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Expanded GO service welcomed, but communities plead for more

Worsening traffic brings calls for additional trains and improvements

WALLACE IMMEN
Globe and Mail; With a report from Patti-Ann Finlay
Wednesday, April 26, 2000

Elinor Heslip is happy she will no longer have to endure a 30-minute bus ride from her Burlington home to Oakville.

Ms. Heslip, 76, said when off-peak GO Transit train service expands to Burlington on May 1, she will take advantage of the service to visit Toronto’s museums and galleries during the day.

“I think it’s wonderful. I won’t have to take the bus any more. It’s the worst part of the whole trip — that bus ride.”

Regional expansion of GO’s service is a long overdue step but officials said yesterday it is only a fraction of what is needed.

During non-rush-hour times, hourly east-west GO trains will run past their current last stops, Oakville and Pickering, and on to Burlington in the east and Whitby in the west.

Two new weekday trains will also run to Markham and an extra evening train to Richmond Hill.

The extended service to the fast-growing regions of Durham and York is designed to give more people the option of taking the train rather than driving, said Gary McNeil, managing director of GO Transit.

GO can expand the service without having to buy new equipment and can pay most of the cost from increased ticket sales, he said.

The longer runs will cost an extra $1.6-million a year, 90 per cent of which will be covered from extra ticket sales.

The new runs are badly needed but the increased capacity is not enough, said Roger Anderson, chairman of the region of Durham.

“We need more trains at rush hour. They are full to capacity; it’s standing room only,” he said.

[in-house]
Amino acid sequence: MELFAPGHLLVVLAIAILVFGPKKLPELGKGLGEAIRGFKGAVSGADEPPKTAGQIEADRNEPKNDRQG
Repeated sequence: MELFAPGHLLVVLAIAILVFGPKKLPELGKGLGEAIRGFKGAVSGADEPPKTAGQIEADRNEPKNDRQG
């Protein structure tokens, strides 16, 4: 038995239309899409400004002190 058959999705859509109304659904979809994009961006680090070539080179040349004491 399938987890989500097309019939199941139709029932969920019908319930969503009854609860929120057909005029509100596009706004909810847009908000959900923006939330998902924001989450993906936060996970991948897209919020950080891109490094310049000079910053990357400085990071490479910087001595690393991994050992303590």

Brampton Mayor Peter Robertson was disappointed that GO’s upgrades include no service improvements for the third-largest city in the Toronto area.

Mr. Robertson has been lobbying to make more frequent service to Brampton and a connection to Pearson Airport priorities for GO.

“I went a little crazy when I saw they were stricken from the budget,” Mr. Robertson said. “They’ve written nice letters but received nothing else,” he said.

Meanwhile, traffic becomes worse every week.

“We are going to have to improve service to get people out of cars or we are going to choke to death on traffic,” Mr. Robertson said.

Mr. McNeil said GO wants to expand service to Brampton and quickly upgrade rush-hour services on all lines but it is constrained by costs.

Mr. McNeil said GO’s 10-year plan submitted to the Greater Toronto Services Board proposes at least 11 new trains at a cost of $35-million each to provide 18 additional train runs during morning and evening rush hours.

The GO system carried 38.4 million passengers last year, an increase of 7 per cent from 1998.

During the past eight years, the average weekday ridership in the lakeshore trains has increased by 31 per cent, an extra 20,000 trips a day.

The rush-hour service to Markham with a bus connection to Stouffville has seen a 32-per-cent increase in ridership in the past year.

Money for new equipment now must come from the tax base of the regions.

To expand, GO is going to have to see the reinstatement of the matching funds it received in the early 1990s from the province and federal governments.

“We have to convince the senior levels of government that if you make it easier to travel around the Greater Toronto Area, it is going to create more prosperity,” Mr. McNeil said.




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